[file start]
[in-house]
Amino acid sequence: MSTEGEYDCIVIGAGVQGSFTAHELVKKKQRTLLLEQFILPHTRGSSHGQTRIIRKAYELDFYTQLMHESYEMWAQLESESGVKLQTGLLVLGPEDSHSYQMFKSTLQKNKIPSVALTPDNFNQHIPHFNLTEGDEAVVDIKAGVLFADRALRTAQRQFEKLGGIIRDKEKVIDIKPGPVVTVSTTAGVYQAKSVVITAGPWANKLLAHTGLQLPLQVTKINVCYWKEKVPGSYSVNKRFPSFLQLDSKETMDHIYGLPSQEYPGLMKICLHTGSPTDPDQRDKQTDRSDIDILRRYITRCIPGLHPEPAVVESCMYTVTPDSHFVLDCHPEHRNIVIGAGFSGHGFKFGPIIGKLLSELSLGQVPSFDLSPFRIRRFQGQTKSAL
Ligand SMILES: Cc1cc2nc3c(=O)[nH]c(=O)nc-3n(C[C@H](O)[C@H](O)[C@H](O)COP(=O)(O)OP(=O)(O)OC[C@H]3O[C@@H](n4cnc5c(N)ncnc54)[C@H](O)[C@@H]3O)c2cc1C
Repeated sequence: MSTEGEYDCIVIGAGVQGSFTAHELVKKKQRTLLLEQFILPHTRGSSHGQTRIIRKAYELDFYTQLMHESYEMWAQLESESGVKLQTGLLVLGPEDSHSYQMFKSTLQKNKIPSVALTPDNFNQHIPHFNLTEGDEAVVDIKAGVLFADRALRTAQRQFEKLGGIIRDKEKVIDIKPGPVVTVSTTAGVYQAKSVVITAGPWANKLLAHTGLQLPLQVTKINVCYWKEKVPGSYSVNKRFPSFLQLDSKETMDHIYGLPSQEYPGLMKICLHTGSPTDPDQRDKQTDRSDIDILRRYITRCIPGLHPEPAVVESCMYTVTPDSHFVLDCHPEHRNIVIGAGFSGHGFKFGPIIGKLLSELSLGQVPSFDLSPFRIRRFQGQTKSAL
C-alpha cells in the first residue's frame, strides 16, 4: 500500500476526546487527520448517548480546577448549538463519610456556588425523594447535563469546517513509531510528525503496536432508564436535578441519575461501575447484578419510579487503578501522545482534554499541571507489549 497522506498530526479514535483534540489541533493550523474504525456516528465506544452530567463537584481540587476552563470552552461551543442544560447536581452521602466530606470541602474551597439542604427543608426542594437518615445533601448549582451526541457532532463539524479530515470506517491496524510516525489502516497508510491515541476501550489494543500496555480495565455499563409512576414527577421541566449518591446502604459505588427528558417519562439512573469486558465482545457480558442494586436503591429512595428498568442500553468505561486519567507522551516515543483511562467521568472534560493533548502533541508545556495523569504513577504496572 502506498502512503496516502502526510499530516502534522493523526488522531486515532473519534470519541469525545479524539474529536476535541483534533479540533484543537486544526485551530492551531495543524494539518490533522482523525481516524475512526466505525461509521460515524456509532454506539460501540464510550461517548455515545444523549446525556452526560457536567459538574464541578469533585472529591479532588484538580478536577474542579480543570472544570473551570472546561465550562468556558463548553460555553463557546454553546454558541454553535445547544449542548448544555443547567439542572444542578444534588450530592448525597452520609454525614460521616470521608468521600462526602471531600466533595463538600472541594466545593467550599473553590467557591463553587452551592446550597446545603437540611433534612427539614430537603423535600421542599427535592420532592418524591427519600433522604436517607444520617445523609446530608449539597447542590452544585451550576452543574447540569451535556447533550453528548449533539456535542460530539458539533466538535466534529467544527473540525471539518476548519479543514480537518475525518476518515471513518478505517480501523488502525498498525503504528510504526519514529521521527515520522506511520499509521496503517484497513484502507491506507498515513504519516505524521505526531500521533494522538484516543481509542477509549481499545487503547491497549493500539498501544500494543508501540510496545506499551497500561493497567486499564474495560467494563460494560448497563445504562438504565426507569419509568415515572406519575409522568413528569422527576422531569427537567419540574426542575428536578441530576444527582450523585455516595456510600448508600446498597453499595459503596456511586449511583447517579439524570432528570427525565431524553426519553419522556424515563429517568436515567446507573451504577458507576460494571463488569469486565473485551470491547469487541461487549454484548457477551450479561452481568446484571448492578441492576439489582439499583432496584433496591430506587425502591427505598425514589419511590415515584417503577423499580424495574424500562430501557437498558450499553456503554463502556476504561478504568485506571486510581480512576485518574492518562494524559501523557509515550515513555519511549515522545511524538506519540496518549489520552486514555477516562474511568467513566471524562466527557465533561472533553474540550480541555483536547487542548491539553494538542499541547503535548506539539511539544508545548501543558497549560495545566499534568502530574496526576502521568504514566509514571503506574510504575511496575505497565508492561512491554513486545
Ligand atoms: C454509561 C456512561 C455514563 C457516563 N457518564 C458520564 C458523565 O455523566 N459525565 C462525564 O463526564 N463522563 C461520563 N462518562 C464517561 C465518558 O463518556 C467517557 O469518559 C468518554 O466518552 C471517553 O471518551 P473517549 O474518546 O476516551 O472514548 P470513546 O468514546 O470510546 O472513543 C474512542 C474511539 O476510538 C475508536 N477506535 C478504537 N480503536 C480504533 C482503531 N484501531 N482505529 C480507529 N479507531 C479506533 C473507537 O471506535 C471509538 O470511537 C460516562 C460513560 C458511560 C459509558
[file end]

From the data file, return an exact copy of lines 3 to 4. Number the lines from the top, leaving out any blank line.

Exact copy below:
Ligand SMILES: Cc1cc2nc3c(=O)[nH]c(=O)nc-3n(C[C@H](O)[C@H](O)[C@H](O)COP(=O)(O)OP(=O)(O)OC[C@H]3O[C@@H](n4cnc5c(N)ncnc54)[C@H](O)[C@@H]3O)c2cc1C
Repeated sequence: MSTEGEYDCIVIGAGVQGSFTAHELVKKKQRTLLLEQFILPHTRGSSHGQTRIIRKAYELDFYTQLMHESYEMWAQLESESGVKLQTGLLVLGPEDSHSYQMFKSTLQKNKIPSVALTPDNFNQHIPHFNLTEGDEAVVDIKAGVLFADRALRTAQRQFEKLGGIIRDKEKVIDIKPGPVVTVSTTAGVYQAKSVVITAGPWANKLLAHTGLQLPLQVTKINVCYWKEKVPGSYSVNKRFPSFLQLDSKETMDHIYGLPSQEYPGLMKICLHTGSPTDPDQRDKQTDRSDIDILRRYITRCIPGLHPEPAVVESCMYTVTPDSHFVLDCHPEHRNIVIGAGFSGHGFKFGPIIGKLLSELSLGQVPSFDLSPFRIRRFQGQTKSAL